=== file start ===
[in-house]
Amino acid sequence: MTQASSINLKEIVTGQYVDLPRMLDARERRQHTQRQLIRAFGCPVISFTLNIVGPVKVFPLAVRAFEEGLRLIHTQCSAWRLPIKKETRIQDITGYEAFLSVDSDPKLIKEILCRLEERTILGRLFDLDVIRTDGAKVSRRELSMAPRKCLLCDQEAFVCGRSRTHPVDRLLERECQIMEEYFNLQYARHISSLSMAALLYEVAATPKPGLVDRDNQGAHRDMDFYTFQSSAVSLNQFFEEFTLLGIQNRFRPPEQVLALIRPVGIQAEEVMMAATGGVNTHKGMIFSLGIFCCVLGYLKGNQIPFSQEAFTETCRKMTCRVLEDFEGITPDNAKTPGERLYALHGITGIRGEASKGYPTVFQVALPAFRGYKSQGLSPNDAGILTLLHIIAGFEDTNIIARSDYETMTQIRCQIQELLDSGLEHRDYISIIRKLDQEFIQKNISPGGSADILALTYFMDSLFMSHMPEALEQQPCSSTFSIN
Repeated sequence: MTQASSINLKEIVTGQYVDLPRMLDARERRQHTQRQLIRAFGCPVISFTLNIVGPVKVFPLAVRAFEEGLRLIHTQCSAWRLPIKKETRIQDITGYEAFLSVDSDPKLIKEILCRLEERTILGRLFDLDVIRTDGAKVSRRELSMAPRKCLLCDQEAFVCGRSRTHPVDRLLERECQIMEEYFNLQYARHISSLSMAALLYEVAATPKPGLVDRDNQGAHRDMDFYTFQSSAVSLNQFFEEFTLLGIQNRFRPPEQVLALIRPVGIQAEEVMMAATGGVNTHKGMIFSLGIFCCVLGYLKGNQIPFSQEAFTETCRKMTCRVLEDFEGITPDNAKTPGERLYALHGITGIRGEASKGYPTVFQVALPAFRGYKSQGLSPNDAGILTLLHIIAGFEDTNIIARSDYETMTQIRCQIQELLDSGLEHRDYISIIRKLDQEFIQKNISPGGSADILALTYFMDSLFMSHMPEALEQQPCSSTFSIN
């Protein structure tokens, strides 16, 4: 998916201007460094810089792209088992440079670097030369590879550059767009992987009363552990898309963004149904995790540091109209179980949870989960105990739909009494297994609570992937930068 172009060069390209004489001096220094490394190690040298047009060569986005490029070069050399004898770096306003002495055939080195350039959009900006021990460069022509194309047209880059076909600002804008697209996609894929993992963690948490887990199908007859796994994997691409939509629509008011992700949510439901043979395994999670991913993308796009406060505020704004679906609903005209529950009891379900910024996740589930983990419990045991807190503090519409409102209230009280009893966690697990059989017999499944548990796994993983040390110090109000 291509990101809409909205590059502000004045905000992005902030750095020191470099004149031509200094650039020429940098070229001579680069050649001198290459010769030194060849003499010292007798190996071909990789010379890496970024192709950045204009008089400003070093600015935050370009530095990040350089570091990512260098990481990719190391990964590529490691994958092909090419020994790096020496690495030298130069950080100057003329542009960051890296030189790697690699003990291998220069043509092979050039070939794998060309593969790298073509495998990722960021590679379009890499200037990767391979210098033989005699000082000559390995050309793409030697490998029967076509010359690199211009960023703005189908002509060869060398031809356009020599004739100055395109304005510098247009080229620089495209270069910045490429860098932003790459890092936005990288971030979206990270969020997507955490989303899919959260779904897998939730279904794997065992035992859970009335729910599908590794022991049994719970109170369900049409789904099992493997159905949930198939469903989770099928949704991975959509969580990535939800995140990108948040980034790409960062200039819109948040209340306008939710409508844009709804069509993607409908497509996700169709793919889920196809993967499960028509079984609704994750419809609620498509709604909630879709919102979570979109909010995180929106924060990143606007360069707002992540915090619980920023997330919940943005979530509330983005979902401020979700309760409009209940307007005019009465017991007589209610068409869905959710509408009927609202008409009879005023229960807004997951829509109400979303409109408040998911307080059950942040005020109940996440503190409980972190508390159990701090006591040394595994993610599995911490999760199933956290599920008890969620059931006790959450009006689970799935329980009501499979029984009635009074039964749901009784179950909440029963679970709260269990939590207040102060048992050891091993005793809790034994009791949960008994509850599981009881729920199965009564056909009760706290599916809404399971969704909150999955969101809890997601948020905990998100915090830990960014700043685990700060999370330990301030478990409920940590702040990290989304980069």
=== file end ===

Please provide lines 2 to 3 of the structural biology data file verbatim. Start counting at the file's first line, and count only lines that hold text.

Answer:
Amino acid sequence: MTQASSINLKEIVTGQYVDLPRMLDARERRQHTQRQLIRAFGCPVISFTLNIVGPVKVFPLAVRAFEEGLRLIHTQCSAWRLPIKKETRIQDITGYEAFLSVDSDPKLIKEILCRLEERTILGRLFDLDVIRTDGAKVSRRELSMAPRKCLLCDQEAFVCGRSRTHPVDRLLERECQIMEEYFNLQYARHISSLSMAALLYEVAATPKPGLVDRDNQGAHRDMDFYTFQSSAVSLNQFFEEFTLLGIQNRFRPPEQVLALIRPVGIQAEEVMMAATGGVNTHKGMIFSLGIFCCVLGYLKGNQIPFSQEAFTETCRKMTCRVLEDFEGITPDNAKTPGERLYALHGITGIRGEASKGYPTVFQVALPAFRGYKSQGLSPNDAGILTLLHIIAGFEDTNIIARSDYETMTQIRCQIQELLDSGLEHRDYISIIRKLDQEFIQKNISPGGSADILALTYFMDSLFMSHMPEALEQQPCSSTFSIN
Repeated sequence: MTQASSINLKEIVTGQYVDLPRMLDARERRQHTQRQLIRAFGCPVISFTLNIVGPVKVFPLAVRAFEEGLRLIHTQCSAWRLPIKKETRIQDITGYEAFLSVDSDPKLIKEILCRLEERTILGRLFDLDVIRTDGAKVSRRELSMAPRKCLLCDQEAFVCGRSRTHPVDRLLERECQIMEEYFNLQYARHISSLSMAALLYEVAATPKPGLVDRDNQGAHRDMDFYTFQSSAVSLNQFFEEFTLLGIQNRFRPPEQVLALIRPVGIQAEEVMMAATGGVNTHKGMIFSLGIFCCVLGYLKGNQIPFSQEAFTETCRKMTCRVLEDFEGITPDNAKTPGERLYALHGITGIRGEASKGYPTVFQVALPAFRGYKSQGLSPNDAGILTLLHIIAGFEDTNIIARSDYETMTQIRCQIQELLDSGLEHRDYISIIRKLDQEFIQKNISPGGSADILALTYFMDSLFMSHMPEALEQQPCSSTFSIN